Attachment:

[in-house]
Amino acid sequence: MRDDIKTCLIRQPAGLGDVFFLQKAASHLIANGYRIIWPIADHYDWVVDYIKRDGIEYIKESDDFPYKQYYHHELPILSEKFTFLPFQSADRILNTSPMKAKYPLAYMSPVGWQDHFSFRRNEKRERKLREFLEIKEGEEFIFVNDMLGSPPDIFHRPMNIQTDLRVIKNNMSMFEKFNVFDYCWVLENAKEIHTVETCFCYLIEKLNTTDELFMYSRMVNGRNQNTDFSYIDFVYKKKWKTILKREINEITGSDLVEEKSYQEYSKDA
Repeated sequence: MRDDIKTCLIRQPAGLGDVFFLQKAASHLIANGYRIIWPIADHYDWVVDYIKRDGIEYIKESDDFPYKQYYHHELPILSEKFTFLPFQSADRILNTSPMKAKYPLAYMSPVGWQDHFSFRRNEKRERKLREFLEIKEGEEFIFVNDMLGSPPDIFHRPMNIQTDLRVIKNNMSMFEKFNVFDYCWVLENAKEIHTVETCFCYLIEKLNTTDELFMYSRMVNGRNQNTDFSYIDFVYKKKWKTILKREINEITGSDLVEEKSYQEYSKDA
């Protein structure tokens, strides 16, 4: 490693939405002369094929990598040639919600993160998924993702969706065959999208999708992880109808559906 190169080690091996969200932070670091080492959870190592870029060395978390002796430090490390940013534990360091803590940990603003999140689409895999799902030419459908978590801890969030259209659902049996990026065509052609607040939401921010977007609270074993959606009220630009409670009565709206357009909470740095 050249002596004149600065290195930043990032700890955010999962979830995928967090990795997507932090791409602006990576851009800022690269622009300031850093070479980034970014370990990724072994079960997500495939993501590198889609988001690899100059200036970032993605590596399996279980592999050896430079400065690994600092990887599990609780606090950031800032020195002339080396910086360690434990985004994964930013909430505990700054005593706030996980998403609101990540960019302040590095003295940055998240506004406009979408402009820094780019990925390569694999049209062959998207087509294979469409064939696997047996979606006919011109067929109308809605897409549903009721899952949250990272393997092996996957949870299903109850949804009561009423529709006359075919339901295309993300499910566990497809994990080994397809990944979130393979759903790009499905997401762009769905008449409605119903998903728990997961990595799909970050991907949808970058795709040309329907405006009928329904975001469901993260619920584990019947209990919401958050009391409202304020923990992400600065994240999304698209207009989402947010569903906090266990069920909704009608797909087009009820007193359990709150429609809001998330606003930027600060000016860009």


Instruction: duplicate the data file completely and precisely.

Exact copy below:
[in-house]
Amino acid sequence: MRDDIKTCLIRQPAGLGDVFFLQKAASHLIANGYRIIWPIADHYDWVVDYIKRDGIEYIKESDDFPYKQYYHHELPILSEKFTFLPFQSADRILNTSPMKAKYPLAYMSPVGWQDHFSFRRNEKRERKLREFLEIKEGEEFIFVNDMLGSPPDIFHRPMNIQTDLRVIKNNMSMFEKFNVFDYCWVLENAKEIHTVETCFCYLIEKLNTTDELFMYSRMVNGRNQNTDFSYIDFVYKKKWKTILKREINEITGSDLVEEKSYQEYSKDA
Repeated sequence: MRDDIKTCLIRQPAGLGDVFFLQKAASHLIANGYRIIWPIADHYDWVVDYIKRDGIEYIKESDDFPYKQYYHHELPILSEKFTFLPFQSADRILNTSPMKAKYPLAYMSPVGWQDHFSFRRNEKRERKLREFLEIKEGEEFIFVNDMLGSPPDIFHRPMNIQTDLRVIKNNMSMFEKFNVFDYCWVLENAKEIHTVETCFCYLIEKLNTTDELFMYSRMVNGRNQNTDFSYIDFVYKKKWKTILKREINEITGSDLVEEKSYQEYSKDA
């Protein structure tokens, strides 16, 4: 490693939405002369094929990598040639919600993160998924993702969706065959999208999708992880109808559906 190169080690091996969200932070670091080492959870190592870029060395978390002796430090490390940013534990360091803590940990603003999140689409895999799902030419459908978590801890969030259209659902049996990026065509052609607040939401921010977007609270074993959606009220630009409670009565709206357009909470740095 050249002596004149600065290195930043990032700890955010999962979830995928967090990795997507932090791409602006990576851009800022690269622009300031850093070479980034970014370990990724072994079960997500495939993501590198889609988001690899100059200036970032993605590596399996279980592999050896430079400065690994600092990887599990609780606090950031800032020195002339080396910086360690434990985004994964930013909430505990700054005593706030996980998403609101990540960019302040590095003295940055998240506004406009979408402009820094780019990925390569694999049209062959998207087509294979469409064939696997047996979606006919011109067929109308809605897409549903009721899952949250990272393997092996996957949870299903109850949804009561009423529709006359075919339901295309993300499910566990497809994990080994397809990944979130393979759903790009499905997401762009769905008449409605119903998903728990997961990595799909970050991907949808970058795709040309329907405006009928329904975001469901993260619920584990019947209990919401958050009391409202304020923990992400600065994240999304698209207009989402947010569903906090266990069920909704009608797909087009009820007193359990709150429609809001998330606003930027600060000016860009």